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I’m researching the history of ecstasy and ecstatic experiences in modern western culture, how spiritual ecstasy got pathologised from the Enlightenment to the present day, and how people found new ways to get out of their heads.

An important part of that story is rock & roll and other forms of pop and dance music, which became in the 20th century a sort of substitute religion and means to ekstasis for the masses. Thanks to rock & roll, white agnostic kids got a way to access the release of ecstatic religion, without any of the ethical or metaphysical dogma.

Someone who has thought about that deeply is David Byrne, the artist, musician, and former lead-singer of Talking Heads. In his music, art and documentaries, he’s explored the different ways humans get out of their heads and into their bodies, or the group, or the unconscious, or the spirit world. He’s also explored the relationship between popular music and various forms of ecstatic religion, from charismatic Christianity to Yoruba and Candomble.

What’s unusual about both him and occasional collaborator Brian Eno, among rockers, is that they combine a critical, intellectual and academic rigour (they once gave journalists a reading list of anthroplogy and cybernetics to try and improve their interviews) with a willingness for personal and group exploration of ecstatic states. That tension between the self-conscious / intellectual / critical / ironic and the ecstatic is one of the things that makes both their work so interesting – because we’re all longing for ecstasy, but we’re also struggling with our irony, our detachment, our rational skepticism and our emotional inhibition.

Anyway, I was lucky enough to get an email interview with him. Here it is.

To what extent would you say that African American-inspired pop music got Western culture out of a ‘dead end’ and gave it a way to find ecstatic release from the iron cage of rationalization?

Wow…that’s some heavy lifting for pop music! But yes, though there were always ecstatic cults in Europe and North America, it would seem the African influence – whether Latin music, Yoruba-inspired spirituality that seeped into world culture, jazz, funk, dancing from the waist down…the renewed appreciation of rhythm and repetition…changed not just Western culture but the whole world’s culture. And I don’t just mean the music.

To be convinced and seduced by ecstasy is to be won over to a new way of looking at the world and oneself. The groove, which in the last 200 years, since slavery, ultimately derives in this form at least, from Africa, is found almost everywhere around the globe now – it’s a species of globalization, but one of joy and integration of body and spirit….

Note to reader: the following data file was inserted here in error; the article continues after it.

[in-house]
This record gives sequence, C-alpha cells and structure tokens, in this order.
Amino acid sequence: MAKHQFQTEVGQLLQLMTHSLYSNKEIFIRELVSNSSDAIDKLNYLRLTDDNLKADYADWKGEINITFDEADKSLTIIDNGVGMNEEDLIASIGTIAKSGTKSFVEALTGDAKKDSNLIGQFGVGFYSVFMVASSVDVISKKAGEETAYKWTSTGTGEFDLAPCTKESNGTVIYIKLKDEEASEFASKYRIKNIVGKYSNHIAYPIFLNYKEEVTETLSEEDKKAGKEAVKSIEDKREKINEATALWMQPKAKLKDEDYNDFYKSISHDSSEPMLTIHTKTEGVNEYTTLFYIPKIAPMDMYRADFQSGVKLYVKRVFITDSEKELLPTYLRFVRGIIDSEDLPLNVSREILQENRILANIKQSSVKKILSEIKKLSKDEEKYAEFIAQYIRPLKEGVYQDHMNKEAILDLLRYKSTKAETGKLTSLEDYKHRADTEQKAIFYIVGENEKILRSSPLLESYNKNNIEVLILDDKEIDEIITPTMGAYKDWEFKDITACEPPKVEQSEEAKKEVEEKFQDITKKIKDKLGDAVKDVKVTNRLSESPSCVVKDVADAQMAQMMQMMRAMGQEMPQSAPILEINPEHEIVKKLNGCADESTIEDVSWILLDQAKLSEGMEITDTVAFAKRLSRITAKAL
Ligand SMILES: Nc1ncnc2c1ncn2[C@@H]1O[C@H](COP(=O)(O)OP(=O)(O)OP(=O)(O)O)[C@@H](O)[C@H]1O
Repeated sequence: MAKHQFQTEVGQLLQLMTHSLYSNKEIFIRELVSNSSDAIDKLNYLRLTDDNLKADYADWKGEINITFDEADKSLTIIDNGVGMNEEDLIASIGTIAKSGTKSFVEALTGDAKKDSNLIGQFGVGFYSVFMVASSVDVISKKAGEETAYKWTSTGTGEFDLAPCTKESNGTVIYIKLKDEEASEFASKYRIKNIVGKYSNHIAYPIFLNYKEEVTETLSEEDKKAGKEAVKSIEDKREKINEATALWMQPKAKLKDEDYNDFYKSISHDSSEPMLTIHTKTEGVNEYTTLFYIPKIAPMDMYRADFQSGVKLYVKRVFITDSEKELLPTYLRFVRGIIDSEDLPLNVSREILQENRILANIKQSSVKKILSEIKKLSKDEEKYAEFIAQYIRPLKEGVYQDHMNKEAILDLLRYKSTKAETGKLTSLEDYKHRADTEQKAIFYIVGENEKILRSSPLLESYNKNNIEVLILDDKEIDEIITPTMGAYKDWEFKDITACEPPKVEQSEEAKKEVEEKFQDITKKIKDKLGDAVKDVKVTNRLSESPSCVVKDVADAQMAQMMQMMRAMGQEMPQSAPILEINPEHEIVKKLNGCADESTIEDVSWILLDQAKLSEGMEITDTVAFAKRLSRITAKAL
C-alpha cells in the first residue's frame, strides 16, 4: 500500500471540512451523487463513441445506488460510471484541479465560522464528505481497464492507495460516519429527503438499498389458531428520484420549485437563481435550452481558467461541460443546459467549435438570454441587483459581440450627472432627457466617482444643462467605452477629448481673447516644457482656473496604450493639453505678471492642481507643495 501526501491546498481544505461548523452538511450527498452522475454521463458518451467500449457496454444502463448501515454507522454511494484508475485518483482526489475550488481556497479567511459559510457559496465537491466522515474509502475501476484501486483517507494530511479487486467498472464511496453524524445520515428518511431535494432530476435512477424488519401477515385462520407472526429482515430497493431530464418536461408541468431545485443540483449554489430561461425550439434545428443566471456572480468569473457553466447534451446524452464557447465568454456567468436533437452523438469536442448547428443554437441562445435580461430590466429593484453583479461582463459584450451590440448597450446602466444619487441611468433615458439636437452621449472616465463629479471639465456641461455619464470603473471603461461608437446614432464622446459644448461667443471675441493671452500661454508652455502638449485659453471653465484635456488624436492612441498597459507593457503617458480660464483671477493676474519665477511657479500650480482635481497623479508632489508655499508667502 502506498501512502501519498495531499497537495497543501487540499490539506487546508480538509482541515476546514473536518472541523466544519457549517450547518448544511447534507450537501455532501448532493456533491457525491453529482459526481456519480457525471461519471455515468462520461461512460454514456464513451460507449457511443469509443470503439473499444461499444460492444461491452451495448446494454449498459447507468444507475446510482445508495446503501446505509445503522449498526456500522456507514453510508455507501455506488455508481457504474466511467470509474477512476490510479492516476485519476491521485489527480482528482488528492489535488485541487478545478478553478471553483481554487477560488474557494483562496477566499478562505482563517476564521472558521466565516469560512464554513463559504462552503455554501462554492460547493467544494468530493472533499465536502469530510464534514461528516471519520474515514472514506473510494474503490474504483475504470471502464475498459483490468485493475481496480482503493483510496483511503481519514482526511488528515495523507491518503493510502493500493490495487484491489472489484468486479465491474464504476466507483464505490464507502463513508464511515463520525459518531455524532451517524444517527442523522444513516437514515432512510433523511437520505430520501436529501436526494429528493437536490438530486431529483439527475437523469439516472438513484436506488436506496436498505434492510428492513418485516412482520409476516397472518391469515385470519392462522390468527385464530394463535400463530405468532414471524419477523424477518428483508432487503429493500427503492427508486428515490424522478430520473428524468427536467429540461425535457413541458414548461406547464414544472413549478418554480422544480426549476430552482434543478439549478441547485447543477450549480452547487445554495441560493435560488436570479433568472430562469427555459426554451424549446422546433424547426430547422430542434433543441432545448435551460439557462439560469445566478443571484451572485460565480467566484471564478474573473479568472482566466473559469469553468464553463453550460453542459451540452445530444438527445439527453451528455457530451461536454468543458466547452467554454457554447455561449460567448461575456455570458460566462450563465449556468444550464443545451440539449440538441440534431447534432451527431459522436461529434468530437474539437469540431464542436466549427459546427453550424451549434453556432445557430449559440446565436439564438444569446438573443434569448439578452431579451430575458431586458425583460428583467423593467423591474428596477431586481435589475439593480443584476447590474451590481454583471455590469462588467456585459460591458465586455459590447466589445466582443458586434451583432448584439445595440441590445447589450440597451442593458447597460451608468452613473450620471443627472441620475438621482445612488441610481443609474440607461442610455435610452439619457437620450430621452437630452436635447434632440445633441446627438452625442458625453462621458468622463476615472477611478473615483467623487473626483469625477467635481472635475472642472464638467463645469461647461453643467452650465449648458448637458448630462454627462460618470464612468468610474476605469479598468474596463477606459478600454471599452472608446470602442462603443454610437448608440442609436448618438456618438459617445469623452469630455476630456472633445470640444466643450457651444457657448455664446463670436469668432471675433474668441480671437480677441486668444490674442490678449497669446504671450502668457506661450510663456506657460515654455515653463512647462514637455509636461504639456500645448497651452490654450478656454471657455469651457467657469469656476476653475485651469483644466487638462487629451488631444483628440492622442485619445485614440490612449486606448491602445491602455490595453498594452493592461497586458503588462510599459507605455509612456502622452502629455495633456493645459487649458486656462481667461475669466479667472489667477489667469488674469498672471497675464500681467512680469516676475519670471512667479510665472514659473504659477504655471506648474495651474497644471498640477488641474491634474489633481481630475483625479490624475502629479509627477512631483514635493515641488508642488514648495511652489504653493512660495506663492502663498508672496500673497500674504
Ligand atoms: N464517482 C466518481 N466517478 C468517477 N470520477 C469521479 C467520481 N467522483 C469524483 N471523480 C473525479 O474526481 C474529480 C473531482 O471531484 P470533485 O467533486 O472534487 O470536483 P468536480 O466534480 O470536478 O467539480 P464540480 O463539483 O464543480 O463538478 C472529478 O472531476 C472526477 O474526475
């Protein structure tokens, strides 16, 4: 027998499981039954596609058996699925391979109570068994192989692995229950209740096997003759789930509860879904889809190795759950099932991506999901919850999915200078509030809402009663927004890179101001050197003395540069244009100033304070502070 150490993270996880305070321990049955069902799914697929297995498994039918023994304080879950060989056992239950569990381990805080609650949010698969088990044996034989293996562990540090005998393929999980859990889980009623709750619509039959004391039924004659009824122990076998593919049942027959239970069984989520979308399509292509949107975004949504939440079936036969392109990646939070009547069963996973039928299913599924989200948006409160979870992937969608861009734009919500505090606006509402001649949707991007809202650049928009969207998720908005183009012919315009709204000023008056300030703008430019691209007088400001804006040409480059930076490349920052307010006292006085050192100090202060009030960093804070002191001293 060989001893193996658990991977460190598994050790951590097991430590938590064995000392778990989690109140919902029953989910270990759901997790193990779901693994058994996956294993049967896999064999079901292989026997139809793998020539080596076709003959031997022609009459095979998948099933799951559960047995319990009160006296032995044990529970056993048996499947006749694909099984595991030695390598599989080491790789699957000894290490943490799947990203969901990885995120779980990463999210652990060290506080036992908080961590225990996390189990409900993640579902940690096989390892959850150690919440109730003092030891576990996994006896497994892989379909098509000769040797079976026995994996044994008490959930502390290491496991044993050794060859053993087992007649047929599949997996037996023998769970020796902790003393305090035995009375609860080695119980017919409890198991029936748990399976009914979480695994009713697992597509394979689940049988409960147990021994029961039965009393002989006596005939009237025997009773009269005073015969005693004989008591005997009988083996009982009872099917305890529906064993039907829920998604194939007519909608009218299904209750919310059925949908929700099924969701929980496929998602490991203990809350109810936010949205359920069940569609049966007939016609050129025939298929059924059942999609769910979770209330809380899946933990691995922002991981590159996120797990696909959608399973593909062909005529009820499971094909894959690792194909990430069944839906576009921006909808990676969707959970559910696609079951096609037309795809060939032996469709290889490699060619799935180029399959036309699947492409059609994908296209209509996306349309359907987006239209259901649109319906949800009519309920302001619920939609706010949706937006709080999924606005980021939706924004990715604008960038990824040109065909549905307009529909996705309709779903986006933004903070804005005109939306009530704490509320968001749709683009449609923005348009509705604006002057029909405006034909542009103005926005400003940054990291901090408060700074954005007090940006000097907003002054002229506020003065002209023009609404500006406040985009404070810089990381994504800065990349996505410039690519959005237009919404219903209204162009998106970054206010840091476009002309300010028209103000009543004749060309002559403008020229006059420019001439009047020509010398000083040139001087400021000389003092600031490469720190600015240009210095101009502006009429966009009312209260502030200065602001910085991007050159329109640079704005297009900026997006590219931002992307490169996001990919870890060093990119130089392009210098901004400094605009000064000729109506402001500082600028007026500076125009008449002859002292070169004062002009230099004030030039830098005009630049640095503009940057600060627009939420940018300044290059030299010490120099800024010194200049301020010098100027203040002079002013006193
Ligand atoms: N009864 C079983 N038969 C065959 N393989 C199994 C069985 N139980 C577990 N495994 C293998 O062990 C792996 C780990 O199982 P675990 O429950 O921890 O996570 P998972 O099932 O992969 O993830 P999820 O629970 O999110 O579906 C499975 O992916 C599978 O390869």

The musical meme is carried by deep and profound work but just as often by hackney’d and cliched pop songs. Any carrier will do, there’s no discrimination.

Here’s Born Under Punches, the first song from the Eno-produced 1980 album Remain In Light, which was one of the first white rock albums to consciously draw on Afro-beat influences. I love the groove of it, the rhythmic guitar, the layers of chanting and Byrne’s nonsensical yelps over the top. Plus the incredibly weird guitar solo.

You’ve written that performing brings catharsis for you and the audience too. I’m fascinated by the idea of what classicists call the ‘Dionysiac cure’ and how everyone from Aristotle to Nietzsche say it brings healing. How is music cathartic for you?

As ER Dodds pointed out in The Greeks and the Irrational, ecstatic cults (with drumming!) were always around…but when did they lose acceptance? With the triumph of the Enlightenment? Perhaps it was during the Renaissance that the view of the workings of the universe changed – from a universe that obeyed and was structured according to musical harmony – to one in which music was a subset of other, possibly more inclusive physical laws. The universe as a song is more poetic, but science has its glories and beauty too…And maybe not surprisingly, those cosmic harmonies, or at least the idea behind them, might be re-emerging in crazy entangled sub atomic physics and in the cosmos.

How is music cathartic for me? In so many ways, and often simultaneously. Psychologically, physically…music engages so many parts of the brain (and body) all at once that no one part is central- which is a key to it’s power I suppose. It integrates. It may be a spandrel, or mental cheesecake as Steven Pinker says, but it’s pretty potent.